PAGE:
I have written extensively about the mis-titled JOBS Act here and here. Today, Matt Taibbi over at Rolling Stone offered up his analysis of the fraud inducing measure. But most importantly, he adds his voice to the choir of us who understand that the administration of Barack Obama is far to friendly to Wall Street.
In the meantime, let’s just say this is a dramatic step taken by Barack Obama. Nobody should have any illusions about where he stands on Wall Street corruption after this thing. Boss Tweed himself couldn’t have done any worse.
As I’ve said before, what makes this cozy relationship with Wall Street so extraordinarily sad, is that it has been utterly unnecessary. While certain Wall Street friendly policies immediately following the housing collapse were wrongheaded yet understandable to some degree, these more recent overtures to those who cost millions their jobs and homes, are not.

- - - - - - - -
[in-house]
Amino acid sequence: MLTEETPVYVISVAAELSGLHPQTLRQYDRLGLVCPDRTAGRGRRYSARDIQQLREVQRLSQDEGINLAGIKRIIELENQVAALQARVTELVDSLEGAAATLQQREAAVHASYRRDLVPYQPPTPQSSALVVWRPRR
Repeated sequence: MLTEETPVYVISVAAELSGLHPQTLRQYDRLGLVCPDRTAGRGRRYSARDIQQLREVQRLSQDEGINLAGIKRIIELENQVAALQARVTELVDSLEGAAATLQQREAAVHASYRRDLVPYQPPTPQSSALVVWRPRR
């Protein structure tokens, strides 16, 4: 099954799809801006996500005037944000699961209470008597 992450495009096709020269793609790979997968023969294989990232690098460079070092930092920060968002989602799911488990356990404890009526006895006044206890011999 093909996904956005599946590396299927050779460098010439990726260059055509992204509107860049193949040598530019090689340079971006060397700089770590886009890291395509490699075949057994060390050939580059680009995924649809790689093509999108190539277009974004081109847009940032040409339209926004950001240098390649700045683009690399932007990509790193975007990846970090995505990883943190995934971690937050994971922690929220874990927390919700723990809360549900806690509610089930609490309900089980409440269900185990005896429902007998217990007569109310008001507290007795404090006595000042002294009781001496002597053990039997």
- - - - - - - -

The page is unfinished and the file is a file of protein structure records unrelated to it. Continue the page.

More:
With unemployment benefits being curtained as the economy “improves,” many people are being left to live within their means without any means to speak of. While congress and the president did step in and extend unemployment insurance during the worst of the recent recession, no widespread worker retraining , vocational, or higher education programs have been offered up by either side. What is particularly sad in this whole mess is that we know which professions, trades, and jobs are in demand. The United States has worker shortages in manufacturing for example, along with truck drivers, plumbers, and tradesmen and women of all sorts. We also have a shortage of physicians and nurses, as well as other medical support staff. We also know that several career areas are in fact well short of filling all of the available positions. It wouldn’t put each and every American back to work who desires a job, but a concrete effort to match the unemployed with training and jobs is desperately needed. Moreover, this effort is in the public interest. Greater numbers of employed people means greater tax revenues, fewer cuts in public services, and smaller budget deficits over the long term. That should make Republicans and Democrats both happy.
If the two major political parties are looking for a blueprint, look no further than Germany and its dual-system.